Interview with Sydney
Is the Ozone hole recovering?
The Ozone Layer is scattering of the blue-tinged gas in the 35 Kms deep stratosphere that starts about 15 Kms above the earth. The Ozone gas is so thinly scattered, that if collected together, would form a girdle around the earth no thicker than the sole of a shoe. But still it does most important function that allows a life on the earth to exist. It screens out harmful ultra violet rays from the sun. Such high energy and dangerous radiations in turn increase the incidences of skin cancer, reduce the potency of immune system in humans, increase the cataracts, damage corps, reduce agricultural productivity, threatens the marine food chain by destroying the planktons.
Without this sole-thick layer of Ozone, no life would be possible. We simply would not exist. In 1974, the scientists estimated that this layer may be weakened from the attack of CFCs and other long lived Ozone Depleting Substances, thereby allowing more radiation on the earth. In late 1980’s that theory was proved by way of observations that found the severe ozone depletion in the stratosphere.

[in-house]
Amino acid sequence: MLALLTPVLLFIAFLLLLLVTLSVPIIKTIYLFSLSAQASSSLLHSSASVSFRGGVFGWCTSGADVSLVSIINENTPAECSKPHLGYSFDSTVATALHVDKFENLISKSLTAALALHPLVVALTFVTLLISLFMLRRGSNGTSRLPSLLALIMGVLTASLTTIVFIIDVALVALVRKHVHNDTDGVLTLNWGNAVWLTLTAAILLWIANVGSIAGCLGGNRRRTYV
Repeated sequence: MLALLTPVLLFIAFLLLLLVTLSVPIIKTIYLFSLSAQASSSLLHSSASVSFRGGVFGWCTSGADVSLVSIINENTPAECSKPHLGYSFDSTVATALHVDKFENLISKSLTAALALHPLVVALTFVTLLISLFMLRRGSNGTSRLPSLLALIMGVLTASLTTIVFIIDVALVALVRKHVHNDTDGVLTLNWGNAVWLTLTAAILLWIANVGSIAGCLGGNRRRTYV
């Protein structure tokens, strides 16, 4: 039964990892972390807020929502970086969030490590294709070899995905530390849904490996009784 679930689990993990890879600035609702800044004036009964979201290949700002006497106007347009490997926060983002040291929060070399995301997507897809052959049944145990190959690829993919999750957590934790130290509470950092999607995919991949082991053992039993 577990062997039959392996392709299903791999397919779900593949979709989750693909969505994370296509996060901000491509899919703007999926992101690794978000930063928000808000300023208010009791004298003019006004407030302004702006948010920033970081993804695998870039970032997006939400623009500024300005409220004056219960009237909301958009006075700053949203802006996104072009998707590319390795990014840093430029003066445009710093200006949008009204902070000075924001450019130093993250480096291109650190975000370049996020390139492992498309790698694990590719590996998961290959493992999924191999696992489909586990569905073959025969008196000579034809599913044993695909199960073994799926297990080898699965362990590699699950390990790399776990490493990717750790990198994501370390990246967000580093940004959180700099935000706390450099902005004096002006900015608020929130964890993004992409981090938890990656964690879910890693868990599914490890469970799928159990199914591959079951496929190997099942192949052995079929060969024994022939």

The depletion of the Ozone Layer is not uniform around the global skies. Very high depletion of the Ozone concentration is termed as ‘hole’ in the layer. For more than 20 years, a hole as big as USA and as deep as Mount Everest opened over Antarctica every Southern Spring (Northern winter) .The population around and near the Antarctica like that in Australia and Chile has been put at risk.
Worldwide efforts that began in 1987 to protect the ozone layer by signing of the Montreal Protocol appear to be bearing fruit. Scientists have been measuring the concentration of chemicals like CFCs in the stratosphere through satellite measurements. Concentration of such chemicals that have been destroying the ozone layer are now “at or near peak,” and could begin to dissipate slowly — if nations stay the course. The Protocol has become the model for the international community and demonstrated how the global problem could be resolved through the collective commitment and collaborative efforts of the developed and developing countries.